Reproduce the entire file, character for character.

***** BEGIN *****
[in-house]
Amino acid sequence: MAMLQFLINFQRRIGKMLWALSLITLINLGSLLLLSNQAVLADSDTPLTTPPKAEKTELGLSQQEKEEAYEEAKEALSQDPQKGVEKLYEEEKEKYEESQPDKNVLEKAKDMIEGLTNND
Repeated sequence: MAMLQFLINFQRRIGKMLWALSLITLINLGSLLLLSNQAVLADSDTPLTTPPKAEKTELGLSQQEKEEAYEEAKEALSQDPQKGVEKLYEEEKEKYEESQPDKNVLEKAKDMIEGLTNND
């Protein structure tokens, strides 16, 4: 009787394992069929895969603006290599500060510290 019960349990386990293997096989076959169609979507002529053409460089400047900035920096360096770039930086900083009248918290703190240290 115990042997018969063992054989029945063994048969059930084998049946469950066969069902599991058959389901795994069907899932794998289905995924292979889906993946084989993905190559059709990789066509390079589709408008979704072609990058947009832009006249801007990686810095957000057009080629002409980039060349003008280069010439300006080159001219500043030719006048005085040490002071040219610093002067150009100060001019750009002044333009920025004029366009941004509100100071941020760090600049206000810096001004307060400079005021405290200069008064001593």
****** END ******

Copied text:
[in-house]
Amino acid sequence: MAMLQFLINFQRRIGKMLWALSLITLINLGSLLLLSNQAVLADSDTPLTTPPKAEKTELGLSQQEKEEAYEEAKEALSQDPQKGVEKLYEEEKEKYEESQPDKNVLEKAKDMIEGLTNND
Repeated sequence: MAMLQFLINFQRRIGKMLWALSLITLINLGSLLLLSNQAVLADSDTPLTTPPKAEKTELGLSQQEKEEAYEEAKEALSQDPQKGVEKLYEEEKEKYEESQPDKNVLEKAKDMIEGLTNND
């Protein structure tokens, strides 16, 4: 009787394992069929895969603006290599500060510290 019960349990386990293997096989076959169609979507002529053409460089400047900035920096360096770039930086900083009248918290703190240290 115990042997018969063992054989029945063994048969059930084998049946469950066969069902599991058959389901795994069907899932794998289905995924292979889906993946084989993905190559059709990789066509390079589709408008979704072609990058947009832009006249801007990686810095957000057009080629002409980039060349003008280069010439300006080159001219500043030719006048005085040490002071040219610093002067150009100060001019750009002044333009920025004029366009941004509100100071941020760090600049206000810096001004307060400079005021405290200069008064001593």